Drink, dogs and dignity’s death-knell

​It’s well past time that we gave the Celtic Connections volunteers several hearty rounds of applause and grateful thanks. From artist liaison to venue troubleshooting; dull-but-necessary spreadsheet stuff to deliveries of dressing-room provisions, and a million other ‘as required’ tasks, this small army of willing souls work their socks off helping keep this show on the road – and all for the love of it, plus regular takeaway food, and the chance to catch some gigs as and when time and space align.
Those ‘other duties as required by the role’ have in recent days included responding to a major emergency when two tonnes of wine got stuck in a lift at the Concert Hall: evidently said elevator’s feeling the festival strain like the rest of us, and gave up the ghost in protest at the weight, somewhere en route from the loading bay. Rightly or wrongly, dependable distribution of drink is fairly vital to Celtic Connections’ continued happiness, and our volunteers were on hand to assist in short order, going so far as to start unloading pallets manually, before a mechanical solution was found.
(And we can only assume that the delivery driver was new to Glasgow, given how he needed to be told, by the hall’s doorman, that leaving a large stack of alcohol unattended on West Nile Street really wasn’t a good idea.)
Apparently the wine was destined for tonight’s Galician Fiesta at the Drygate, where our lovely Showcase Scotland international partners plan to ply their audience with fine – and free – Galician food and drink. A welcome gesture at any time, but especially at this stage of the festival, when many stalwarts are somewhat chronically undernourished.
Another volunteer assignment that certainly won’t have been in the job description concerned the Celtic Rovers lounge, which is a wee perk for those generous supporters who buy the eponymous membership, which helps fund Celtic Connections’ education programme. With Celtic Music Radio piped in for their entertainment, it’s a cosy wee oasis tucked away in a Concert Hall top corner, signposted by the Celtic Rovers’ red Scottie dog logo.
In that above-and-beyond spirit which also keeps the festival running, a team member delegated to the space decided that it wasn’t looking quite festive or welcoming enough – and thus a squad of volunteers found themselves fashioning more wee red dugs out of those twistable animal balloons. The Rovers are now kept company by a colourful veritable pack of - sort of - canine best friends, including a cute white knitted one somebody’s obviously brought in from home.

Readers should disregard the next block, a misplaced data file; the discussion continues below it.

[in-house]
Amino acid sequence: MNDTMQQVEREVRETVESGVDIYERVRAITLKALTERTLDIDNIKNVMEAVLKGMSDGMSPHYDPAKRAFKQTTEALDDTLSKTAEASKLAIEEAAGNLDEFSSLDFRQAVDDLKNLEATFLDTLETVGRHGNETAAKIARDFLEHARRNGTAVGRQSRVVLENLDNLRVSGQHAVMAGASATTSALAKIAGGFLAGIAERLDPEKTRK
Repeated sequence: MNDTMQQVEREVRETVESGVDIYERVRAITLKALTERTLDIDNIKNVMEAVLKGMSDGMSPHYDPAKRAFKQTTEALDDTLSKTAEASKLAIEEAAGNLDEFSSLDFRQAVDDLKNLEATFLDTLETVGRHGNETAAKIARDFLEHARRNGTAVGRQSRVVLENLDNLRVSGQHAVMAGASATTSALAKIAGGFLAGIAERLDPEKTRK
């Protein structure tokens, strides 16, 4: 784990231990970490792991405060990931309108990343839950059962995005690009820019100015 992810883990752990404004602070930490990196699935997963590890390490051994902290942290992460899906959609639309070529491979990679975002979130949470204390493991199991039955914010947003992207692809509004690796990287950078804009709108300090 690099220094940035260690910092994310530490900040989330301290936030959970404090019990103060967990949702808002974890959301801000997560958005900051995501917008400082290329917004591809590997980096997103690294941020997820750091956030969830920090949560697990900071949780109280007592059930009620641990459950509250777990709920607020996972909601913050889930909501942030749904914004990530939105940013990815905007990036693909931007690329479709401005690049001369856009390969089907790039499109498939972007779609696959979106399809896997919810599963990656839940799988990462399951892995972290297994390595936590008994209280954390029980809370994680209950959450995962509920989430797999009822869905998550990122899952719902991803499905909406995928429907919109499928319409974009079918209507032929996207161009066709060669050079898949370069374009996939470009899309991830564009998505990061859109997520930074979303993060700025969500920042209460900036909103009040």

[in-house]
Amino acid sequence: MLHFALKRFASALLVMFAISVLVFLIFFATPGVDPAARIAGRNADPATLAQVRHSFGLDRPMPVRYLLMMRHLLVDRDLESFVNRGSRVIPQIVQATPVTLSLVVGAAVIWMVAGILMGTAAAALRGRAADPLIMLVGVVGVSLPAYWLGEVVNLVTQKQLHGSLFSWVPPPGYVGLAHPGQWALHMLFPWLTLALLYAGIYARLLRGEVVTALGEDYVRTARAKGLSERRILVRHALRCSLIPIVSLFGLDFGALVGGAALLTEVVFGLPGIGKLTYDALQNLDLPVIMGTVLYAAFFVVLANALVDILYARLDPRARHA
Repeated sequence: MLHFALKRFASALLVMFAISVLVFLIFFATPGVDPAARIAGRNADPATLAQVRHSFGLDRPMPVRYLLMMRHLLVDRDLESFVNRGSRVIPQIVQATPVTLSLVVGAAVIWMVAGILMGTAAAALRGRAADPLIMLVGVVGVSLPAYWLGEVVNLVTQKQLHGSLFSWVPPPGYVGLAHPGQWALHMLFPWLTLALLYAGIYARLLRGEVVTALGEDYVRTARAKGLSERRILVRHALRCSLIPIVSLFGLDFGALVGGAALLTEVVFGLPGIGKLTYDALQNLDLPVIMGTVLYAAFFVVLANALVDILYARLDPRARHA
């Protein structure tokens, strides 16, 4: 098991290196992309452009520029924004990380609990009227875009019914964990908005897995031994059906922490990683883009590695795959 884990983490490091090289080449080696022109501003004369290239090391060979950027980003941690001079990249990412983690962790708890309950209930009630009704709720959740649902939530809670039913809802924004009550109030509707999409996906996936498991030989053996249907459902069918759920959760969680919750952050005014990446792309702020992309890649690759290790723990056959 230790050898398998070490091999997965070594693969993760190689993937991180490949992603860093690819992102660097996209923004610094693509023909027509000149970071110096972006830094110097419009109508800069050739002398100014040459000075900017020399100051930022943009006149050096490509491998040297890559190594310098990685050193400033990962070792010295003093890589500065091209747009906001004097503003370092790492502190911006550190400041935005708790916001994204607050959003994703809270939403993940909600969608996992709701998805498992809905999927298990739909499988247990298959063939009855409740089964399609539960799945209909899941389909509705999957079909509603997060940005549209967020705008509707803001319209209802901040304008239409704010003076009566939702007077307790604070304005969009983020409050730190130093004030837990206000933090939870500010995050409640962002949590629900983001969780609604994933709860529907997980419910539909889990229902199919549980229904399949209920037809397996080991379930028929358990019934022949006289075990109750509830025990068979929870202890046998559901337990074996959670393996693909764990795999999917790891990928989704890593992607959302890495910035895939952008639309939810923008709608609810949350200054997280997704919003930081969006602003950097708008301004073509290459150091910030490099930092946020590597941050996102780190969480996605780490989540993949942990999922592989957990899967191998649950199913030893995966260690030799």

Such were the heights of jubilation attained at last night’s Blazin’ Fiddles gig - a final flourish to their year-long 20th anniversary celebrations, with special guest Karen Matheson at the sold-out King’s Theatre – that founder member Bruce MacGregor (these days also of Travelling Folk fame, and supposed respectability) not only did the splits at one point, but in doing so also split his breeks all the way from front to back. There was no hiding the damage from his audience, so he fronted it out with some kind of bow, or curtsey, but for anyone who’s uncertain as to what they might have glimpsed, he definitely wasn’t going commando and his boxers remained intact. If not his dignity.
Another Highland fiddler of our acquaintance regaled us with a tale last night of an early foray into grown-up entertaining, during his student days in Glasgow, when he invited a bunch of pals from home for dinner, at which he served a chicken dish involving asparagus. Much liquid refreshment was consumed over the evening; some of the friends crashed overnight. Before they went home in the morning, their host with the most even provided help with hangover s, in the shape of those magic orange fizzy things, Berocca. Later on that day, however, he had a string of panicked phone-calls from those same pals, whom he struggled to convince that funny-smelling, neon-yellow pee did not require urgent medical attention.